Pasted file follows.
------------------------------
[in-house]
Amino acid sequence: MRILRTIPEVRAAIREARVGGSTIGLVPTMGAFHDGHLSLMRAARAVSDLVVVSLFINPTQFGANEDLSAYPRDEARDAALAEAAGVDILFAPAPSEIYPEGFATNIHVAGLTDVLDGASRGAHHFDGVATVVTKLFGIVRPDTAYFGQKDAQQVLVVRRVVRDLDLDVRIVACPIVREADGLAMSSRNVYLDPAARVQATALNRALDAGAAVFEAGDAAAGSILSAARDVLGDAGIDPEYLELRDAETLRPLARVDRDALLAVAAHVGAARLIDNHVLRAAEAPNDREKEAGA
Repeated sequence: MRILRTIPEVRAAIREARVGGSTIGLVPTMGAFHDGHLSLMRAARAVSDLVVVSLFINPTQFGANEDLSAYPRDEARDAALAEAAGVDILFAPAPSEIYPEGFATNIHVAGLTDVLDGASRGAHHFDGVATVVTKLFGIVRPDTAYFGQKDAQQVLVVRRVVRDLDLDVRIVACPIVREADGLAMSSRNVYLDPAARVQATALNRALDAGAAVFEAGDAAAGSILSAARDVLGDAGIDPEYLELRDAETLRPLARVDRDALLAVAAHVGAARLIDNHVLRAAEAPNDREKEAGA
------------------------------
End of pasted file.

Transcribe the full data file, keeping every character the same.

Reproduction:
[in-house]
Amino acid sequence: MRILRTIPEVRAAIREARVGGSTIGLVPTMGAFHDGHLSLMRAARAVSDLVVVSLFINPTQFGANEDLSAYPRDEARDAALAEAAGVDILFAPAPSEIYPEGFATNIHVAGLTDVLDGASRGAHHFDGVATVVTKLFGIVRPDTAYFGQKDAQQVLVVRRVVRDLDLDVRIVACPIVREADGLAMSSRNVYLDPAARVQATALNRALDAGAAVFEAGDAAAGSILSAARDVLGDAGIDPEYLELRDAETLRPLARVDRDALLAVAAHVGAARLIDNHVLRAAEAPNDREKEAGA
Repeated sequence: MRILRTIPEVRAAIREARVGGSTIGLVPTMGAFHDGHLSLMRAARAVSDLVVVSLFINPTQFGANEDLSAYPRDEARDAALAEAAGVDILFAPAPSEIYPEGFATNIHVAGLTDVLDGASRGAHHFDGVATVVTKLFGIVRPDTAYFGQKDAQQVLVVRRVVRDLDLDVRIVACPIVREADGLAMSSRNVYLDPAARVQATALNRALDAGAAVFEAGDAAAGSILSAARDVLGDAGIDPEYLELRDAETLRPLARVDRDALLAVAAHVGAARLIDNHVLRAAEAPNDREKEAGA